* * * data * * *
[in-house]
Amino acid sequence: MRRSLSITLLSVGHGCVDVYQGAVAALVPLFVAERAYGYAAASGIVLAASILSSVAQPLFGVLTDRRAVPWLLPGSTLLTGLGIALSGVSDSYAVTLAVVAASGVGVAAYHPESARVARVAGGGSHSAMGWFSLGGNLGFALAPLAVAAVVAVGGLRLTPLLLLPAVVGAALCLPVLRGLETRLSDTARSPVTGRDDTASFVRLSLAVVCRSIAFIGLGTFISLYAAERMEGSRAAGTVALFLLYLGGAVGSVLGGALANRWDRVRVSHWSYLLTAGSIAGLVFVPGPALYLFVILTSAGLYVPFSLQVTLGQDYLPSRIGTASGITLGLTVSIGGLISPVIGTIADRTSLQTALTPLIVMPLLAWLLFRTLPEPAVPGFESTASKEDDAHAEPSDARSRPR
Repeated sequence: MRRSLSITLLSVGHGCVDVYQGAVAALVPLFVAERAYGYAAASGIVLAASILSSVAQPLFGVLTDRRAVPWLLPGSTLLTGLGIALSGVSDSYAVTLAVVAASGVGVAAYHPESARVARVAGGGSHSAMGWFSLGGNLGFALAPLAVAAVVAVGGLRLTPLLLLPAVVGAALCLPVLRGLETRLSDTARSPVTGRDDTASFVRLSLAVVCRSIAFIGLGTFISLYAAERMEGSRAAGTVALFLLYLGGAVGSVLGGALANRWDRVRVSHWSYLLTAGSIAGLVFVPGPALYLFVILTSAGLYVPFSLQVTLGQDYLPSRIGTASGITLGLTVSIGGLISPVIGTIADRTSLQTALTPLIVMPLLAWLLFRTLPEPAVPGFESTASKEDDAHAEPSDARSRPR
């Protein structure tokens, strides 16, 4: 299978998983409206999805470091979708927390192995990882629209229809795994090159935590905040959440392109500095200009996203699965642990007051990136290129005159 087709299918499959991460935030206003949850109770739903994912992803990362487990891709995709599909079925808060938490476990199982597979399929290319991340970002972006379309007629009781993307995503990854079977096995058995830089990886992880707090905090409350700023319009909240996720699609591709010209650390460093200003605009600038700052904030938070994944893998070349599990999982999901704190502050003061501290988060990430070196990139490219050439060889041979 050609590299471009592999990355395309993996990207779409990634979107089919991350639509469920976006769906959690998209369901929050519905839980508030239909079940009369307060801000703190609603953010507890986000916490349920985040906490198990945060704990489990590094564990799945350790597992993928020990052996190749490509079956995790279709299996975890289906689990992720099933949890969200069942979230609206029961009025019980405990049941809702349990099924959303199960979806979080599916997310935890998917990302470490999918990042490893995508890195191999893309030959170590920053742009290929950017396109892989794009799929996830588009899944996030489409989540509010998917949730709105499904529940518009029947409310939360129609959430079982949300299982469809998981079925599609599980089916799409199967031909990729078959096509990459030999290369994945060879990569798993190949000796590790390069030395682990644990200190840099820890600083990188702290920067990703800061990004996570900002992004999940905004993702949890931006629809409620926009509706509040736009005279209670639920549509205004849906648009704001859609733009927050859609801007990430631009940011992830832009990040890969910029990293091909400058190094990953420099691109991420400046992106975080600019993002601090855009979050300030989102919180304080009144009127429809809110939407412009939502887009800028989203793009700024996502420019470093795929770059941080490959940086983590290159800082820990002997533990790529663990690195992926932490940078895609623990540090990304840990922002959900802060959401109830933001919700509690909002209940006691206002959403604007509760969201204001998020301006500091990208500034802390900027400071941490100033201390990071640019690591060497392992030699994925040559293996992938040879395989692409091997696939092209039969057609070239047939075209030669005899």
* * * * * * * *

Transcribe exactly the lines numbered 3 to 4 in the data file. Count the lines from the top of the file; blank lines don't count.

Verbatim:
Repeated sequence: MRRSLSITLLSVGHGCVDVYQGAVAALVPLFVAERAYGYAAASGIVLAASILSSVAQPLFGVLTDRRAVPWLLPGSTLLTGLGIALSGVSDSYAVTLAVVAASGVGVAAYHPESARVARVAGGGSHSAMGWFSLGGNLGFALAPLAVAAVVAVGGLRLTPLLLLPAVVGAALCLPVLRGLETRLSDTARSPVTGRDDTASFVRLSLAVVCRSIAFIGLGTFISLYAAERMEGSRAAGTVALFLLYLGGAVGSVLGGALANRWDRVRVSHWSYLLTAGSIAGLVFVPGPALYLFVILTSAGLYVPFSLQVTLGQDYLPSRIGTASGITLGLTVSIGGLISPVIGTIADRTSLQTALTPLIVMPLLAWLLFRTLPEPAVPGFESTASKEDDAHAEPSDARSRPR
């Protein structure tokens, strides 16, 4: 299978998983409206999805470091979708927390192995990882629209229809795994090159935590905040959440392109500095200009996203699965642990007051990136290129005159 087709299918499959991460935030206003949850109770739903994912992803990362487990891709995709599909079925808060938490476990199982597979399929290319991340970002972006379309007629009781993307995503990854079977096995058995830089990886992880707090905090409350700023319009909240996720699609591709010209650390460093200003605009600038700052904030938070994944893998070349599990999982999901704190502050003061501290988060990430070196990139490219050439060889041979 050609590299471009592999990355395309993996990207779409990634979107089919991350639509469920976006769906959690998209369901929050519905839980508030239909079940009369307060801000703190609603953010507890986000916490349920985040906490198990945060704990489990590094564990799945350790597992993928020990052996190749490509079956995790279709299996975890289906689990992720099933949890969200069942979230609206029961009025019980405990049941809702349990099924959303199960979806979080599916997310935890998917990302470490999918990042490893995508890195191999893309030959170590920053742009290929950017396109892989794009799929996830588009899944996030489409989540509010998917949730709105499904529940518009029947409310939360129609959430079982949300299982469809998981079925599609599980089916799409199967031909990729078959096509990459030999290369994945060879990569798993190949000796590790390069030395682990644990200190840099820890600083990188702290920067990703800061990004996570900002992004999940905004993702949890931006629809409620926009509706509040736009005279209670639920549509205004849906648009704001859609733009927050859609801007990430631009940011992830832009990040890969910029990293091909400058190094990953420099691109991420400046992106975080600019993002601090855009979050300030989102919180304080009144009127429809809110939407412009939502887009800028989203793009700024996502420019470093795929770059941080490959940086983590290159800082820990002997533990790529663990690195992926932490940078895609623990540090990304840990922002959900802060959401109830933001919700509690909002209940006691206002959403604007509760969201204001998020301006500091990208500034802390900027400071941490100033201390990071640019690591060497392992030699994925040559293996992938040879395989692409091997696939092209039969057609070239047939075209030669005899």